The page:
Since security guards are uniformed individuals, it might be easy to assume that they have similar authority as police officers, especially when it comes to making arrests. However, things are not as simple as they seem.
NSG, Inc. is here to share the essential details regarding security guards and citizen’s arrest. We are a professional security guard company in Cincinnati, Ohio, that’s committed to providing top-quality security services. In this article, we will explore the topic of security guards and citizen’s arrest, an important aspect of security services. We’ll discuss:
- If security guards can detain you
- The role of citizen’s arrest and what constitutes one
- Legal considerations for security guards making a citizen’s arrest
- Best practices to follow for security guards making a citizen’s arrest
Keep reading to learn more about this topic.
Can a Security Guard Detain You?
Security guards hold the same rights as ordinary citizens, so they can only arrest a person under a citizen’s arrest. Under this classification, security guards may only arrest someone if they see someone committing a crime. A guard can also make an arrest if they have reasonable grounds that someone is about to or has committed a crime.
After an arrest, a security guard may detain a person until the police arrive. This detainment must be proportional to the situation, and the security guard needs to provide details about them, the company, and why the person is being detained. Once the threat no longer exists, the security guard must release the person.
Before a security guard can start making arrests and detain possible criminals, they must first have a license and pass training mandated by local and state authority figures.
The Role of Citizen’s Arrest
While the specifics vary from state to state, a citizen’s arrest commonly means the legal ability of a private citizen to arrest and detain someone who has committed a crime. In Ohio, a private citizen can arrest and detain someone under the following circumstances:
- The person has committed a felony, which is a more serious crime than a misdemeanor.
- The citizen has reasonable grounds to believe that a person has committed a felony.
Since security guards are still private citizens, any arrest they make is considered a citizen’s arrest. They cannot detain anyone indefinitely, nor can they use unreasonable force to arrest the person.
Legal Considerations for Security Guards and Citizen’s Arrest
Any type of arrest is a serious matter. If done incorrectly or as a form of power abuse, then the detained individual can file a civil and criminal lawsuit against the security guard, the establishment, and the security services company. These cases can either be personal injury claims or criminal lawsuits, including illegal detention, unlawful arrest, and assault and battery claims.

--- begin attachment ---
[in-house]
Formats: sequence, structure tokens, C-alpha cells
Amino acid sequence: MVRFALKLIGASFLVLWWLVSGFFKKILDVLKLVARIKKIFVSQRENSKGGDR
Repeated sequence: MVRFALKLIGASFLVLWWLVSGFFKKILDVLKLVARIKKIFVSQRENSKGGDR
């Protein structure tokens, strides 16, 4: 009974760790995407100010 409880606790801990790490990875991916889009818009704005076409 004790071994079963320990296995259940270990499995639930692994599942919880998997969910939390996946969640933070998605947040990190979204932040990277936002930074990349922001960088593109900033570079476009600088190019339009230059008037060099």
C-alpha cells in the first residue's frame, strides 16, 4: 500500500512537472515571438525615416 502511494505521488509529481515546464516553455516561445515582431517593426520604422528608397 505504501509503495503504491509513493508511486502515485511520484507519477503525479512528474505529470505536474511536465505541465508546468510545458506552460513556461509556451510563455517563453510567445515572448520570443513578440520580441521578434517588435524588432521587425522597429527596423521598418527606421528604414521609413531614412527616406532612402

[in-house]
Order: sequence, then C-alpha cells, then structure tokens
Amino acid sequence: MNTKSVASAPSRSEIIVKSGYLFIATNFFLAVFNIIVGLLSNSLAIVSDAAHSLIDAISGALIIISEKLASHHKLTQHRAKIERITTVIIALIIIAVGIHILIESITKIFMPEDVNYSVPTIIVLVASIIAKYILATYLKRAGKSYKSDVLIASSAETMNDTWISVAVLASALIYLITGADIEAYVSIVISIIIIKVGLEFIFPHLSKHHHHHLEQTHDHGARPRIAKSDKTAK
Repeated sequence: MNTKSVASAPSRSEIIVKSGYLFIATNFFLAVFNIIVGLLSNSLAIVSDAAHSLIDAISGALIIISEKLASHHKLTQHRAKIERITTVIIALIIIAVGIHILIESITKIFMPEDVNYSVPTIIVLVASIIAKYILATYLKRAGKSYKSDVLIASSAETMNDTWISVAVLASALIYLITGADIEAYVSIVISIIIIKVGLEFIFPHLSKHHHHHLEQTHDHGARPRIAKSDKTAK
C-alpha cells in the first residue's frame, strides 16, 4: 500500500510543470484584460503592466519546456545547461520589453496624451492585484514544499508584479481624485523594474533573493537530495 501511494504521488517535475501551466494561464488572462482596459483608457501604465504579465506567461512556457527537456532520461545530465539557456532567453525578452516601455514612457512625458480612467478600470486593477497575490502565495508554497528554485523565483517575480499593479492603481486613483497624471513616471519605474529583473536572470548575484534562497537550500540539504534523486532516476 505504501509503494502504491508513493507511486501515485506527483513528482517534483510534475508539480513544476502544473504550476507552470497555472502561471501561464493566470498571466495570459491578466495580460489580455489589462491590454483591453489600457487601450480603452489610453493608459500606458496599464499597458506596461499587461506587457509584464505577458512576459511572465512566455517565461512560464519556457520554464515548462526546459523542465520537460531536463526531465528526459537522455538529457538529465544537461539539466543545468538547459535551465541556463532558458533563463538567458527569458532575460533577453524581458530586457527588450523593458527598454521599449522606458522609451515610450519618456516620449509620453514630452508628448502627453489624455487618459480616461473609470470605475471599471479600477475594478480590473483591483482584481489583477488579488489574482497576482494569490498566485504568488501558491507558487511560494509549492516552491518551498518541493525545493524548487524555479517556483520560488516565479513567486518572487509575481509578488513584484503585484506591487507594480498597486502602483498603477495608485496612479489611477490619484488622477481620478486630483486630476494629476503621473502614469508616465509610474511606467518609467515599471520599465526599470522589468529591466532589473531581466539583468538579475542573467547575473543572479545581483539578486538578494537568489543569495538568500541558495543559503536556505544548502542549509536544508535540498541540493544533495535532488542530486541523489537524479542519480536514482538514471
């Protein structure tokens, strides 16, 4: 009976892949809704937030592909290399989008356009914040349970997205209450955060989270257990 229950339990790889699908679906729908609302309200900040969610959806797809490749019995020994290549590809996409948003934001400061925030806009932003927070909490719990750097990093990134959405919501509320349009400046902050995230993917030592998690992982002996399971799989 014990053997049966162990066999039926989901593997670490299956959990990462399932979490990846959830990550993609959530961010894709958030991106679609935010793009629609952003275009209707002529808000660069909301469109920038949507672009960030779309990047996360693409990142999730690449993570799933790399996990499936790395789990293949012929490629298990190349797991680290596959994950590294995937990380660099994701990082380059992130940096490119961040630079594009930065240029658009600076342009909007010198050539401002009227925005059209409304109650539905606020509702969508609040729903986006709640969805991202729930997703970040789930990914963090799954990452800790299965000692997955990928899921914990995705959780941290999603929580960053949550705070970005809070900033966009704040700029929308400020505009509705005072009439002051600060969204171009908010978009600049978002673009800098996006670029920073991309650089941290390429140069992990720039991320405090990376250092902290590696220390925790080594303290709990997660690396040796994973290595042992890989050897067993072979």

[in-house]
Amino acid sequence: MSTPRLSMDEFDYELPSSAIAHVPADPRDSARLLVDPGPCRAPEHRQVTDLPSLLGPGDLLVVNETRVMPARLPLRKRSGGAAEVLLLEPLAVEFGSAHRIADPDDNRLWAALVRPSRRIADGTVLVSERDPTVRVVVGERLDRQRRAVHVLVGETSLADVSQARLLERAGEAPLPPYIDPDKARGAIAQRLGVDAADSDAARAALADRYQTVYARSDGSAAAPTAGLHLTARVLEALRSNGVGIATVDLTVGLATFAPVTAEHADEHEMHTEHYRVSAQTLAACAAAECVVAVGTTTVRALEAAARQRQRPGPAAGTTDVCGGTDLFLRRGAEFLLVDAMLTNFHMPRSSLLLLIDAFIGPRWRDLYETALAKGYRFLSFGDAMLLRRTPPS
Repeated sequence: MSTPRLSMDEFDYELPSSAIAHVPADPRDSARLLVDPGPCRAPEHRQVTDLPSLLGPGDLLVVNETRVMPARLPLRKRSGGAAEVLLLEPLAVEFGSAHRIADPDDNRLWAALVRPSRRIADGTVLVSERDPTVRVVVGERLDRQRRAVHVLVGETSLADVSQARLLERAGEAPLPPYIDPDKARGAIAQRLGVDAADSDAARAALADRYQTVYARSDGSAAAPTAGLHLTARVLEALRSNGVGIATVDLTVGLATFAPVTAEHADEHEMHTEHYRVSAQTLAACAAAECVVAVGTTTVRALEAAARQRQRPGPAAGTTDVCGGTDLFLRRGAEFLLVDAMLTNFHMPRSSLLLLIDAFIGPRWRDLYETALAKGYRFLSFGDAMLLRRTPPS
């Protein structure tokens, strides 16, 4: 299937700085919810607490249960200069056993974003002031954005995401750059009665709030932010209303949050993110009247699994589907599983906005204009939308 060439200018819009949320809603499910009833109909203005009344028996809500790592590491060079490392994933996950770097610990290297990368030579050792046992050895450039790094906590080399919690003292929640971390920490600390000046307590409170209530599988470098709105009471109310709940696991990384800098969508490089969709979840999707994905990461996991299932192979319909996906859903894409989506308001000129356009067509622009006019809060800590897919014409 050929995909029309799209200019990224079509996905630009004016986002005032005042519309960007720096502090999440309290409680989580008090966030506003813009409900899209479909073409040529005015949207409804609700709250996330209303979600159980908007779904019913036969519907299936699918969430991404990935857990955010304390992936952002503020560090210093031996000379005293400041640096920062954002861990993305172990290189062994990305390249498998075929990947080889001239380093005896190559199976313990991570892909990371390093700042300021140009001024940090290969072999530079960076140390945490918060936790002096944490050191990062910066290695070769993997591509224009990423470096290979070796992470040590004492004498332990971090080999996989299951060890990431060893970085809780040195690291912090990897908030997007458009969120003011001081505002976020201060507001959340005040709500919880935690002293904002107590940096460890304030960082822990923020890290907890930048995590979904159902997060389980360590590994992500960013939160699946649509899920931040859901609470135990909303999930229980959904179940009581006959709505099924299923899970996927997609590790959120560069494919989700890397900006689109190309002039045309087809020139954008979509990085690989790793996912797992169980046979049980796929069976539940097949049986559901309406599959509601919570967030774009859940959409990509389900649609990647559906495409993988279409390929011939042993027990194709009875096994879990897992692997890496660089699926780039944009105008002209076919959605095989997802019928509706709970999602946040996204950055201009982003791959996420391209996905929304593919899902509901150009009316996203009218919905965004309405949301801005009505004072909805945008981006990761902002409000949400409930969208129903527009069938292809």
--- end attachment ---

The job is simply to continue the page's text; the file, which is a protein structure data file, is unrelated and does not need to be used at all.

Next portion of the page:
To avoid these legal issues, it’s important for security personnel agencies to properly train and educate their team about the legal considerations of a citizen’s arrest. It’s also important for guards to understand the degree of force necessary for certain situations, from small infractions to felonies. That way, security guards know how to properly handle arrests and avoid legal issues.
Best Practices for Security Guards and Citizen’s Arrest
For Security Guards
- Understand the extent of a citizen’s arrest and what you’re legally allowed to do.
- Wear body cams to help record evidence.
- Provide detailed reports immediately after the incident.
- If you’re carrying a firearm, using it should be proportionate to the severity of the situation or the crime.
- Follow the correct arrest procedure by identifying yourself, telling the person they’re under arrest, and the reason they’re being arrested.
For Individuals Subjected to Citizen’s Arrest
- Remain calm.
- Ask the security guard their name and the reason they’re arresting you.
- Ask for a lawyer and don’t give out statements without their instructions.
- Write down everything that happened if you are able, especially if you think you’ve been unlawfully arrested or illegally detained.
- If you have suffered injuries, ask for medical help.
Final Thoughts on Security Guards and Citizen’s Arrest
Security guards are still considered private citizens, so any arrest they make is a citizen’s arrest. This is why, in Ohio, a security guard can only arrest and detain someone if they saw the person committing a crime or has reasonable grounds to believe they did so.
If a security guard does arrest someone without following the proper procedure, detain them for prolonged periods, and do other things that otherwise violate a person’s rights, then the arrested individual can file a civil or criminal lawsuit. To avoid these scenarios, security guards must undergo the right training and stay aware of how the law works.
If you’re looking for professional security services that can help you secure your property while minimizing liability, NSG, Inc. can help. Contact us now to learn more.